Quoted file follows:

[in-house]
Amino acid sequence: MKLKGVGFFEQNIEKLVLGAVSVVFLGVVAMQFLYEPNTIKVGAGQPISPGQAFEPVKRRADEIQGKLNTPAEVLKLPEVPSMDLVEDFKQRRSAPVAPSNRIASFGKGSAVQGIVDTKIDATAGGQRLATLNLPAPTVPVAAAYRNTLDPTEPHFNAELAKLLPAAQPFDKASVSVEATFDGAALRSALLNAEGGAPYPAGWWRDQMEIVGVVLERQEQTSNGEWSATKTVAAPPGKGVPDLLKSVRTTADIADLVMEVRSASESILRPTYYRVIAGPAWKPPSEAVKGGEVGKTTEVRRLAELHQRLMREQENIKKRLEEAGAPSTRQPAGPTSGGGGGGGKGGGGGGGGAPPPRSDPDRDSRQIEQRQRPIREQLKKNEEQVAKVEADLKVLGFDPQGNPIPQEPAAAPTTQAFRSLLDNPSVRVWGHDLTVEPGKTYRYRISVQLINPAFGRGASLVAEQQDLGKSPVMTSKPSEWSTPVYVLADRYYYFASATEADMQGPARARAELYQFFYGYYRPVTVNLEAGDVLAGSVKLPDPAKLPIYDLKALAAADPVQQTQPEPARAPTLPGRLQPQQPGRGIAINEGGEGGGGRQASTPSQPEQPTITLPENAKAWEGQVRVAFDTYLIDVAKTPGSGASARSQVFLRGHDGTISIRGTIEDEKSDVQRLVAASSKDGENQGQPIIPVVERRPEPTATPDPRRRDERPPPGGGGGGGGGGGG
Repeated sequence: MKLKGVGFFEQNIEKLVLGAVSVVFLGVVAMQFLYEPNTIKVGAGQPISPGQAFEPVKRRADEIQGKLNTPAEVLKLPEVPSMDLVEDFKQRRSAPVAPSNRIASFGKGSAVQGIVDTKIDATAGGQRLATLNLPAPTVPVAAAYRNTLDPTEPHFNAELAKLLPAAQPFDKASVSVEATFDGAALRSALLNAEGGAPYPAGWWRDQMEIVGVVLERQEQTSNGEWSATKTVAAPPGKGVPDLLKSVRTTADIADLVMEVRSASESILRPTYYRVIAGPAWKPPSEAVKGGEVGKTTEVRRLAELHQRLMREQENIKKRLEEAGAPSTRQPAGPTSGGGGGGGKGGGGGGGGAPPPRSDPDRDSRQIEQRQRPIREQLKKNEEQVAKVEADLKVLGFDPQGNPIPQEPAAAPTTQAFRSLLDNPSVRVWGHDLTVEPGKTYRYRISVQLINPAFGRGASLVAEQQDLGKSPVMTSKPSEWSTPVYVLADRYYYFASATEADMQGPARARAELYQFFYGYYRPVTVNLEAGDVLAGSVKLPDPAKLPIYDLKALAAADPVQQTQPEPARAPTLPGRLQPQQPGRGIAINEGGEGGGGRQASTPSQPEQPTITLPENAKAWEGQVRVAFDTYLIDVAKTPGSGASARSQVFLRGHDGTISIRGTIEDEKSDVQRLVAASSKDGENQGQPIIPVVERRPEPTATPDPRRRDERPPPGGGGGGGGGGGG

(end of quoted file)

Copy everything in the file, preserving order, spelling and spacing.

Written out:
[in-house]
Amino acid sequence: MKLKGVGFFEQNIEKLVLGAVSVVFLGVVAMQFLYEPNTIKVGAGQPISPGQAFEPVKRRADEIQGKLNTPAEVLKLPEVPSMDLVEDFKQRRSAPVAPSNRIASFGKGSAVQGIVDTKIDATAGGQRLATLNLPAPTVPVAAAYRNTLDPTEPHFNAELAKLLPAAQPFDKASVSVEATFDGAALRSALLNAEGGAPYPAGWWRDQMEIVGVVLERQEQTSNGEWSATKTVAAPPGKGVPDLLKSVRTTADIADLVMEVRSASESILRPTYYRVIAGPAWKPPSEAVKGGEVGKTTEVRRLAELHQRLMREQENIKKRLEEAGAPSTRQPAGPTSGGGGGGGKGGGGGGGGAPPPRSDPDRDSRQIEQRQRPIREQLKKNEEQVAKVEADLKVLGFDPQGNPIPQEPAAAPTTQAFRSLLDNPSVRVWGHDLTVEPGKTYRYRISVQLINPAFGRGASLVAEQQDLGKSPVMTSKPSEWSTPVYVLADRYYYFASATEADMQGPARARAELYQFFYGYYRPVTVNLEAGDVLAGSVKLPDPAKLPIYDLKALAAADPVQQTQPEPARAPTLPGRLQPQQPGRGIAINEGGEGGGGRQASTPSQPEQPTITLPENAKAWEGQVRVAFDTYLIDVAKTPGSGASARSQVFLRGHDGTISIRGTIEDEKSDVQRLVAASSKDGENQGQPIIPVVERRPEPTATPDPRRRDERPPPGGGGGGGGGGGG
Repeated sequence: MKLKGVGFFEQNIEKLVLGAVSVVFLGVVAMQFLYEPNTIKVGAGQPISPGQAFEPVKRRADEIQGKLNTPAEVLKLPEVPSMDLVEDFKQRRSAPVAPSNRIASFGKGSAVQGIVDTKIDATAGGQRLATLNLPAPTVPVAAAYRNTLDPTEPHFNAELAKLLPAAQPFDKASVSVEATFDGAALRSALLNAEGGAPYPAGWWRDQMEIVGVVLERQEQTSNGEWSATKTVAAPPGKGVPDLLKSVRTTADIADLVMEVRSASESILRPTYYRVIAGPAWKPPSEAVKGGEVGKTTEVRRLAELHQRLMREQENIKKRLEEAGAPSTRQPAGPTSGGGGGGGKGGGGGGGGAPPPRSDPDRDSRQIEQRQRPIREQLKKNEEQVAKVEADLKVLGFDPQGNPIPQEPAAAPTTQAFRSLLDNPSVRVWGHDLTVEPGKTYRYRISVQLINPAFGRGASLVAEQQDLGKSPVMTSKPSEWSTPVYVLADRYYYFASATEADMQGPARARAELYQFFYGYYRPVTVNLEAGDVLAGSVKLPDPAKLPIYDLKALAAADPVQQTQPEPARAPTLPGRLQPQQPGRGIAINEGGEGGGGRQASTPSQPEQPTITLPENAKAWEGQVRVAFDTYLIDVAKTPGSGASARSQVFLRGHDGTISIRGTIEDEKSDVQRLVAASSKDGENQGQPIIPVVERRPEPTATPDPRRRDERPPPGGGGGGGGGGGG